They're often called simply NGOs, instead of the clunky "nongovernmental organizations." These activist groups abound, taking on a wide range of causes, working alongside governments or often against them.
They usually aim to improve the human condition. In Iraq and Afghanistan, for instance, NGOs are working in concert with government efforts to rebuild those countries.
But in this new era of heightened accountability, who should watch the watchdogs?
As they gain in number, size, and strength, some NGOs run into trouble, such as by mishandling money or simply not delivering on what they set out to do. And since many are on the left and very influential in government policymaking, NGOs are naturally coming under a conservative spotlight.
One example is a new website, ngowatch.org, recently launched by a Washington think tank, the moderate- to conservative American Enterprise Institute, and the conservative legal group, the Federalist Society.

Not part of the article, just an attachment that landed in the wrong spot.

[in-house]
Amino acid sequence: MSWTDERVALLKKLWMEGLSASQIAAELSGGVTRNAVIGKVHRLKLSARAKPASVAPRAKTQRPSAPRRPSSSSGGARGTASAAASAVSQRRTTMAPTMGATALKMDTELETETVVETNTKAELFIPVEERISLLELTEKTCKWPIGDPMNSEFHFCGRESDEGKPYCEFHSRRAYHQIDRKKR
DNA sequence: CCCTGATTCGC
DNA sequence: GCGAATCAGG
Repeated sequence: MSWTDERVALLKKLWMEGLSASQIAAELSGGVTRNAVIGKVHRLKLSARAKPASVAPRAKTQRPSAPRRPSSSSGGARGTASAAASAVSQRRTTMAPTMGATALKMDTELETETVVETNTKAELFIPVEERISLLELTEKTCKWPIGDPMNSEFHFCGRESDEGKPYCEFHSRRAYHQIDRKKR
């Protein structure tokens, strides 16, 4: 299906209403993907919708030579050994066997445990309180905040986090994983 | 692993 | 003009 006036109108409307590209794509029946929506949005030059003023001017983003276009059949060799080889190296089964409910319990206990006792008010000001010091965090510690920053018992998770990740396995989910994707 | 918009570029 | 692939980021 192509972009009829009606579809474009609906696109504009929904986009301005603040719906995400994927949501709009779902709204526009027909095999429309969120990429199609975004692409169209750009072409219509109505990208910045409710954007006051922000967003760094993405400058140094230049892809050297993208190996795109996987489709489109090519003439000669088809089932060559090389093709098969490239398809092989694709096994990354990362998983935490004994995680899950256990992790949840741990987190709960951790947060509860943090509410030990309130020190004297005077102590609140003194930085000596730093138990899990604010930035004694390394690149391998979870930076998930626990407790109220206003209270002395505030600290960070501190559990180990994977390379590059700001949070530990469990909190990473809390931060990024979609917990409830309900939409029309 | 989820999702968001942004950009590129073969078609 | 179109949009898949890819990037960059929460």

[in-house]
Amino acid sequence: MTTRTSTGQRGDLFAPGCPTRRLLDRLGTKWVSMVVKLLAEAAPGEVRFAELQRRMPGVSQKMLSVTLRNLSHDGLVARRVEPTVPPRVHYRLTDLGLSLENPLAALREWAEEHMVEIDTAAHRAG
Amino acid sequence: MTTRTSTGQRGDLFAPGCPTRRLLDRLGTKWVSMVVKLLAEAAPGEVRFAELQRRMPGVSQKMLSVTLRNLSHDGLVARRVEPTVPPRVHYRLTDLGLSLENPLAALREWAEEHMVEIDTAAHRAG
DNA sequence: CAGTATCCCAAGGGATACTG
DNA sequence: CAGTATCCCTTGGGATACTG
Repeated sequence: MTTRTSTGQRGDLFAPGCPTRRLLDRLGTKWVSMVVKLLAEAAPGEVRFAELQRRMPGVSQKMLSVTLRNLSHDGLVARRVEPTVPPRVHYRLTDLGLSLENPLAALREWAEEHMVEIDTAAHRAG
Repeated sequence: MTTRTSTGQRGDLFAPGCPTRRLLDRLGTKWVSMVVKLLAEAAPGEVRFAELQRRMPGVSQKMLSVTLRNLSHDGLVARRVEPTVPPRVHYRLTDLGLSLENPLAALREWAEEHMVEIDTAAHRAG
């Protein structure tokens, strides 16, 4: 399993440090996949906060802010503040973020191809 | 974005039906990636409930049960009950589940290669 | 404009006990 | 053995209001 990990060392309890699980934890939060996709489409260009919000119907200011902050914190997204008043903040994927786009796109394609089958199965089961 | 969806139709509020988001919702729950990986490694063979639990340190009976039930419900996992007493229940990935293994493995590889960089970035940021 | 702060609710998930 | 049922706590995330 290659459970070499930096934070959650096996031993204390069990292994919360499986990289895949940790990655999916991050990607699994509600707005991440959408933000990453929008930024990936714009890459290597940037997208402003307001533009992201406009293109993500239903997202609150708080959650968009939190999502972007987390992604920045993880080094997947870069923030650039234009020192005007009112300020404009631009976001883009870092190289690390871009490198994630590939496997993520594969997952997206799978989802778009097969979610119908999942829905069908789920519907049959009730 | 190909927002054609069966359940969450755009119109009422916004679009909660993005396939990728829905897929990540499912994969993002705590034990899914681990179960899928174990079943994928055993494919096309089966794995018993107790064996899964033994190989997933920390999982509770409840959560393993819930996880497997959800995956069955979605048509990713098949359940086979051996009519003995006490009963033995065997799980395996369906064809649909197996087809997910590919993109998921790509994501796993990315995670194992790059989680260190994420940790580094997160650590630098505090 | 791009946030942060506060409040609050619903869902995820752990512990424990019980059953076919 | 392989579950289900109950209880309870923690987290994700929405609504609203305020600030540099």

Measuring an NGO's success, however, can be difficult. Individuals and organizations that fund NGOs often operate largely on faith that their money is well spent. And NGOs involved with democracy building or human rights, for instance, can take a long time to show results.
Patient donors know not to demand quick results out of concern that NGOs might claim successes falsely or spend too much money on satisfying donors and not clients.
Even so, the best NGOs hold themselves to high standards and are willing to be open and held to account for their practices and results (or lack of them). Independent corroboration of the work of NGOs can only help lend authenticity to their efforts.